John Metcalfe was CityLab’s Bay Area bureau chief, covering climate change and the science of cities.
This award-winning Dutch bike snaps together like one of those plastic airplane models that kids make.
Anybody who's ever built a model airplane will likely get a nerd thrill from this unique bike from The Netherlands, which comes as a bunch of prefabricated parts attached together in punch-out sheets.
The clever vehicle is the work of designer/sculptor Jurgen Kuipers, who lives in the eastern city of Enschede and spends his days making "usefull and useless objects, products and vehikels," according to his website. It's not clear which one of those categories the "Sawyer" falls under. The idea is that you cut out the parts and slap them together, using an Ikea-like visual guide, until they resemble a lowrider bicycle (or really, more of a motorcycle). But the bulky frame and use of timber might make it cumbersome for cruising through city traffic. And if you take it on a forest trail, will you get termites?
Nevertheless, the lowrider won a design award from judges at the 2013 International Bicycle Design Competition, a huge expo involving participants from 45 countries that just wrapped up in Taipei. Here's the description from Kuipers' entry:
Sawyer is a beachcruiser with a custom made beech plywood frame. It's constructed out of wooden panels. The bike has special features like the chainline. A uniquely designed bike with an elegant look and a comfortable ride. As a side (art) project there is a scale 1:1 model kit. This building kit includes all the required parts for building a Sawyer bike. All of the parts can be cut or sawed out and assembled.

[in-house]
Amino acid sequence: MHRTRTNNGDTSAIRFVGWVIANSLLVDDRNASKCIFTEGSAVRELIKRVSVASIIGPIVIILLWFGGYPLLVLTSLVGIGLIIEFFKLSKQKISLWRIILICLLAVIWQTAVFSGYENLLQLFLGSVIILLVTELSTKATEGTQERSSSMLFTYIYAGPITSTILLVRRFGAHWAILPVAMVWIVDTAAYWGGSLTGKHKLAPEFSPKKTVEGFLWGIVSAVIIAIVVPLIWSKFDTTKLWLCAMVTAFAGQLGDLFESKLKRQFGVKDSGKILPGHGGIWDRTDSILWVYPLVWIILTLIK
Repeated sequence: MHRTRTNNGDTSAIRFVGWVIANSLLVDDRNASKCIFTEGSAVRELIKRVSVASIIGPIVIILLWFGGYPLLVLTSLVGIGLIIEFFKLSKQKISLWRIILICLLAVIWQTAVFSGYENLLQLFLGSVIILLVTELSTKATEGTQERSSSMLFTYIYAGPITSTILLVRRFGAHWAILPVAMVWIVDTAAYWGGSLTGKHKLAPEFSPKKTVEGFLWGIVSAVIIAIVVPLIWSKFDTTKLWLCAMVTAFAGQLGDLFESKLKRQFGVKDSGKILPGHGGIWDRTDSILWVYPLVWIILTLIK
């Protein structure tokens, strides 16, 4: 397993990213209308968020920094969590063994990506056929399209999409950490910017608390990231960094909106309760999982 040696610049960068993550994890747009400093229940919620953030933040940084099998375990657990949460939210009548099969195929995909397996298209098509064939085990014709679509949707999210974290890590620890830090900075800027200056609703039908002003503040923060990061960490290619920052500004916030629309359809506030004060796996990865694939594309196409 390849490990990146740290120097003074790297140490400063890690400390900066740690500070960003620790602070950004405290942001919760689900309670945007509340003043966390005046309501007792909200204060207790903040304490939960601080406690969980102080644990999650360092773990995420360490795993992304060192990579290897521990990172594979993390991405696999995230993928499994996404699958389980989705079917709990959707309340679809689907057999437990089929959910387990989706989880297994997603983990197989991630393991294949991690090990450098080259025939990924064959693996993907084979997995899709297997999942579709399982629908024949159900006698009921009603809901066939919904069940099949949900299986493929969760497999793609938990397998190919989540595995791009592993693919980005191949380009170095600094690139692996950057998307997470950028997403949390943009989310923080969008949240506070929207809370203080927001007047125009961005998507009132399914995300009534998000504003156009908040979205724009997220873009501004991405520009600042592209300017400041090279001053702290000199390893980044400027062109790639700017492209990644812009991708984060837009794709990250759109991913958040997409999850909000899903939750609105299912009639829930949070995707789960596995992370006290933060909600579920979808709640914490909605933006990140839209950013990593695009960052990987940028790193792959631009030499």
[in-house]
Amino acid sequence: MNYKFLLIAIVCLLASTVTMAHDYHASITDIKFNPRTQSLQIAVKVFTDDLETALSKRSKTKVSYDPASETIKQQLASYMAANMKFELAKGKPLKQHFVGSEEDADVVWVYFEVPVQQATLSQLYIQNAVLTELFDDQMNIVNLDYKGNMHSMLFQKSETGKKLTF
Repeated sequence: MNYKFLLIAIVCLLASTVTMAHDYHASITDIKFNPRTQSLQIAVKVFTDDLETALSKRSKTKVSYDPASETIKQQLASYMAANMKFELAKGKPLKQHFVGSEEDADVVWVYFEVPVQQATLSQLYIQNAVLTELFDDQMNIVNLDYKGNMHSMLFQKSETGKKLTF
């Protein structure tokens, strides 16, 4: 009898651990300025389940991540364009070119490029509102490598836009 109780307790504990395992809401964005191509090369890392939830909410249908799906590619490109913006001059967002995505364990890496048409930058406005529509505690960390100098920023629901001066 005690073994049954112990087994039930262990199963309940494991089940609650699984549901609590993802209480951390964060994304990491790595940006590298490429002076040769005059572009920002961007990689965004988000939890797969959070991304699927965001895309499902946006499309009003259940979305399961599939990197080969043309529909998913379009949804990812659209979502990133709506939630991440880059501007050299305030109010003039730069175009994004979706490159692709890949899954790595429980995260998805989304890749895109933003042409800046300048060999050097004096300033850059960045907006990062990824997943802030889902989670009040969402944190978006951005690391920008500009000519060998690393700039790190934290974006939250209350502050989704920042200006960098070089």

The indication that it's meant to excel on beaches makes aesthetic sense; the salty ocean air should eventually give the frame the lustrous, weathered look of fine driftwood. I asked Kuipers for a little more information about his assembly-required ride, and this is what he had to say:
Where'd you get the idea for a wooden bike?
The idea for building my own bike came during a visit to Los Angeles some years ago, where I first saw cruiser bikes. Having a lifetime passion for bicycles and other vehicles, it was more surprising that I didn't build one earlier. I've worked for some years perfecting the shape and technical features, some specially designed for this bike.
Wood is an unusual material for building bikes, especially nowadays when they are made more and more from high-tech materials and are impossible to build yourself. So as I wanted to make something special. Combining my passion for bikes and technics, wood was my choice of material.
How fast can it go?
As fast as you can pedal. It's a fully human-powered vehicle.
I think they prefer wood that stays on the same location and doesn't move around so much. And probably, they're not fast enough.
Kuipers is noodling with the idea of a short-term production line of Sawyers, possibly up to 100 pieces, although he's yet to come up with a price for these hand-crafted sculptobikes. He says he "would very much appreciate any feedback from people who are interested in purchasing," so if you want to toss out your personal price point hit him up here. For now, here's a closer look at the finished product. If lowriders aren't your bag, perhaps you'll be more into his recumbent rocket bike or a hilarious tricycle made from the branch of an apple tree.